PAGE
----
I have a big problem with my Java games. In every game I make the movement of the player and objects just looks awfull. The framerate is 60 fps without any problems. But the movement looks extremly unsmooth. I tried several things but nothing worked. The game code is too long and unstructured to show the hole one but here are some parts that may cause the problem:


try {
} catch (InterruptedException e) {

and that's how I tested the framerate:

 //FPS anzeigen

    if(RaumNr >= 0){

        FPSCount += timesincelastframe;
        howoften ++;
        if(FPSCount > 1){
            FPSCount = 0;
            FPS = howoften;
            howoften = 0;

That's how my delta time system works:


        long thisframe = System.currentTimeMillis();
        timesincelastframe = ((float) (lastframe - thisframe)) / -1000f;
        lastframe = thisframe;


and so on.


    Graphics2D g2d = (Graphics2D) g;

    g2d.setRenderingHint(RenderingHints.KEY_ANTIALIASING, RenderingHints.VALUE_ANTIALIAS_ON);

    g2d.scale(BreiteMulti, HöheMulti);

And that's how I move the player for example:

 x -= 350 * timesincelastframe * speed;

I hope you have any ideas wht the problem might be. If you need more code examples please tell me.

  • 2
    \$\begingroup\$ What do you mean by "The framerate is 60 fps without any problems."? You did some tests and your timesincelastframe is constantly at 0.0166666667 seconds? Also a picture is worth a thousand words, you might want to use a tool such as gifcam or screentogif to upload an animated screenshot to your question so that it helps us see the issue. \$\endgroup\$
    – Vaillancourt
    Commented Sep 24, 2018 at 0:42

1 Answer 1


There are three problems here:

  • When you call Thread.sleep(15) you forget to account for the time it took to calculate and render the previous frame. Before you suspend the thread, check how long it took to process the last frame, and subtract that number.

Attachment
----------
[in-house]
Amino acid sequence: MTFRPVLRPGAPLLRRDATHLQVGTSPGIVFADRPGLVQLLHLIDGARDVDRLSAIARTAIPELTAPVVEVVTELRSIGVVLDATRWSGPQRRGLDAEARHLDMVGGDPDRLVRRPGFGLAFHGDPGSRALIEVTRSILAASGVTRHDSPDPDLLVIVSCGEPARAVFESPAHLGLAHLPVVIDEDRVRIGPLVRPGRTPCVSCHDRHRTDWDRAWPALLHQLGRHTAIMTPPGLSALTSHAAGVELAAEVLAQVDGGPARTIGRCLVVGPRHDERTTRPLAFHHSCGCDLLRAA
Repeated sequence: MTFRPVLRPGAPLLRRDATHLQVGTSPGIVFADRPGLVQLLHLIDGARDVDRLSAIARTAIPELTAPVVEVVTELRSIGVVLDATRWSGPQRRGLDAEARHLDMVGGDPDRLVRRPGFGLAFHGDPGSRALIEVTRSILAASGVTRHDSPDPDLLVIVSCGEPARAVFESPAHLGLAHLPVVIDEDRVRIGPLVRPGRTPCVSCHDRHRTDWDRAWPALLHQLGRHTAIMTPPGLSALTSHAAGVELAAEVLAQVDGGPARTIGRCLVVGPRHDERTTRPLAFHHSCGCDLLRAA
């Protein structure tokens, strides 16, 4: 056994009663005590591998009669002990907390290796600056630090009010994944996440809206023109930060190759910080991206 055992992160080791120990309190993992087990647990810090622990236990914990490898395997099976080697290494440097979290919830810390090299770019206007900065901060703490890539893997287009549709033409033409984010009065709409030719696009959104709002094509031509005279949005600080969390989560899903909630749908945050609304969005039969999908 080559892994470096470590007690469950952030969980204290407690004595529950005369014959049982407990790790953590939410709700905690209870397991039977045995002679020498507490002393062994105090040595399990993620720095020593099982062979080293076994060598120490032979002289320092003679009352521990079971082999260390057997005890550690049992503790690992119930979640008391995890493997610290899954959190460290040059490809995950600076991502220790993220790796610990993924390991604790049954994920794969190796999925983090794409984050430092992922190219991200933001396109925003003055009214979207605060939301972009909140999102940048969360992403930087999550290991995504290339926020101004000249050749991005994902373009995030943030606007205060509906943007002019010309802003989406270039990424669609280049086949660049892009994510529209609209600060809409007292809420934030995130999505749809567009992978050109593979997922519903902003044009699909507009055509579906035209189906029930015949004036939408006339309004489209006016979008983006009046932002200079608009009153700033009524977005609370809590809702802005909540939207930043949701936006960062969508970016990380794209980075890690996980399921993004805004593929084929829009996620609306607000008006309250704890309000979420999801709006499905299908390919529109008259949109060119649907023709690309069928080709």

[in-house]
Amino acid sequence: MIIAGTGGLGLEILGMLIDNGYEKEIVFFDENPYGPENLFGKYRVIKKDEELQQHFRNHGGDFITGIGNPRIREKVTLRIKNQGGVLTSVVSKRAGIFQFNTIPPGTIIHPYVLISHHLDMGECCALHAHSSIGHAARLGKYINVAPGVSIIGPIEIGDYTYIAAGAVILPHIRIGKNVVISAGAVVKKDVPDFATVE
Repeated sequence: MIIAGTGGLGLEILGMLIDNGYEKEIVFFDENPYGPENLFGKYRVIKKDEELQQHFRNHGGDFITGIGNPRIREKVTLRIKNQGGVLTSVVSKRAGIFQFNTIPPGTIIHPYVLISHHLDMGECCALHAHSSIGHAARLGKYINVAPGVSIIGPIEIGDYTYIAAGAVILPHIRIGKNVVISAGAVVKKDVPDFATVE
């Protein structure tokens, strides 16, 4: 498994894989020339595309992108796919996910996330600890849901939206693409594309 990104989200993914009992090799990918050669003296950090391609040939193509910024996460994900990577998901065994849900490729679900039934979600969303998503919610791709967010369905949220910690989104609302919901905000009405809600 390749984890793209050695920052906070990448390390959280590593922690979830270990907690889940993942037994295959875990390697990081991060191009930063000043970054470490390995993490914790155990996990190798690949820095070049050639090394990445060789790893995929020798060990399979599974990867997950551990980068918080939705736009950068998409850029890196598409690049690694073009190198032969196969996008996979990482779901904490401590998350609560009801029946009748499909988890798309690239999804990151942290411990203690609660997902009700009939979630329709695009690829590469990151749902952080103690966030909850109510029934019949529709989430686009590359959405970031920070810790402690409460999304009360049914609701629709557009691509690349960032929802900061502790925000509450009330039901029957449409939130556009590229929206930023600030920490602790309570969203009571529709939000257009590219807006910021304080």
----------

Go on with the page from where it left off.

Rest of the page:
• Thread.sleep(15) does not mean "pause for exactly 15ms" it means "tell the OS thread scheduler to suspend the thread for at least 15ms and then unsuspend it as soon as it has the time". Also, unsuspending a thread is a costly operation which might take non-negligible time in itself. The result is that sleep might "oversleep" occasionally and pause a bit longer than you intended it to. A good way to deal with that is calculate the timecode where the next frame is supposed to start before you put the thread to sleep.
  • System.currentTimeMillis(); is not the most precise method to obtain a timestamp. Use System.nanoTime(); instead. It returns the time in nanoseconds, not milliseconds. So you need to divide it by 1000000 to convert it to milliseconds.

To fix these three problems, you game loop might look like this:

    public static final long NANOSECONDS_PER_MILLISECOND = 1000000;
    public static final long MS_PER_FRAME;

    private long frameStart = System.nanoTime();

    while(gameIsRunning) {
         elapsedTime = (System.nanoTime() - frameStart) / NANOSECONDS_PER_MILLISECOND;             
         frameStart = System.nanoTime() + MS_PER_FRAME * NANOSECONDS_PER_MILLISECOND;
         Thread.sleep(15 - elapsedTime);

A fourth problem you might encounter is if you are using a variable timestep but handle your game mechanics with integers. If you do this, you will get a lot of jitter due to rounding errors. Use float's or double's instead. When you pass coordinates to the drawing API, then you might want to round them to integers to avoid blurring. But do not use the rounded values afterwards.

  • 1
    \$\begingroup\$ System.nanoTime is awful on some systems as it requires communication between various parts of the motherboard (see here). On my personal setup for instance it goes in the "takes milliseconds" category \$\endgroup\$
    – Bálint
    Commented Sep 24, 2018 at 9:50

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